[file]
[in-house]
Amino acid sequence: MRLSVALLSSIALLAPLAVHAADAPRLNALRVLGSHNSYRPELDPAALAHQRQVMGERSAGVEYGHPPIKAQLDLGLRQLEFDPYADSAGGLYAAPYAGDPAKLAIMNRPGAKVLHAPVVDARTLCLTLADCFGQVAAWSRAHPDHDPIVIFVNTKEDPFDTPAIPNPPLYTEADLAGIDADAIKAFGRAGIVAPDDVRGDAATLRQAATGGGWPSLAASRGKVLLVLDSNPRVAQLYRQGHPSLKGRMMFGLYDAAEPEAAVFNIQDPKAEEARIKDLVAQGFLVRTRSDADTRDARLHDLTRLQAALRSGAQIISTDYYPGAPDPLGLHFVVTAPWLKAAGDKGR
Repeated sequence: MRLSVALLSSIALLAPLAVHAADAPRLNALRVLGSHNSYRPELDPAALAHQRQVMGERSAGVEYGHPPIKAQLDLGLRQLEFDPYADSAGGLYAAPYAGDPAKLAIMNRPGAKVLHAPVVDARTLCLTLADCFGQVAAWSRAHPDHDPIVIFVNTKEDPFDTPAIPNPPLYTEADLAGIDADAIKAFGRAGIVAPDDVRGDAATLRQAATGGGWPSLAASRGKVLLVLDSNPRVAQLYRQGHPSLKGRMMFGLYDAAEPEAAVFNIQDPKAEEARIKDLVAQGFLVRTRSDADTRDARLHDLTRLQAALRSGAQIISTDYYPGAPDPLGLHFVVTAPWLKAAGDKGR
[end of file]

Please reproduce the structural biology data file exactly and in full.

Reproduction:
[in-house]
Amino acid sequence: MRLSVALLSSIALLAPLAVHAADAPRLNALRVLGSHNSYRPELDPAALAHQRQVMGERSAGVEYGHPPIKAQLDLGLRQLEFDPYADSAGGLYAAPYAGDPAKLAIMNRPGAKVLHAPVVDARTLCLTLADCFGQVAAWSRAHPDHDPIVIFVNTKEDPFDTPAIPNPPLYTEADLAGIDADAIKAFGRAGIVAPDDVRGDAATLRQAATGGGWPSLAASRGKVLLVLDSNPRVAQLYRQGHPSLKGRMMFGLYDAAEPEAAVFNIQDPKAEEARIKDLVAQGFLVRTRSDADTRDARLHDLTRLQAALRSGAQIISTDYYPGAPDPLGLHFVVTAPWLKAAGDKGR
Repeated sequence: MRLSVALLSSIALLAPLAVHAADAPRLNALRVLGSHNSYRPELDPAALAHQRQVMGERSAGVEYGHPPIKAQLDLGLRQLEFDPYADSAGGLYAAPYAGDPAKLAIMNRPGAKVLHAPVVDARTLCLTLADCFGQVAAWSRAHPDHDPIVIFVNTKEDPFDTPAIPNPPLYTEADLAGIDADAIKAFGRAGIVAPDDVRGDAATLRQAATGGGWPSLAASRGKVLLVLDSNPRVAQLYRQGHPSLKGRMMFGLYDAAEPEAAVFNIQDPKAEEARIKDLVAQGFLVRTRSDADTRDARLHDLTRLQAALRSGAQIISTDYYPGAPDPLGLHFVVTAPWLKAAGDKGR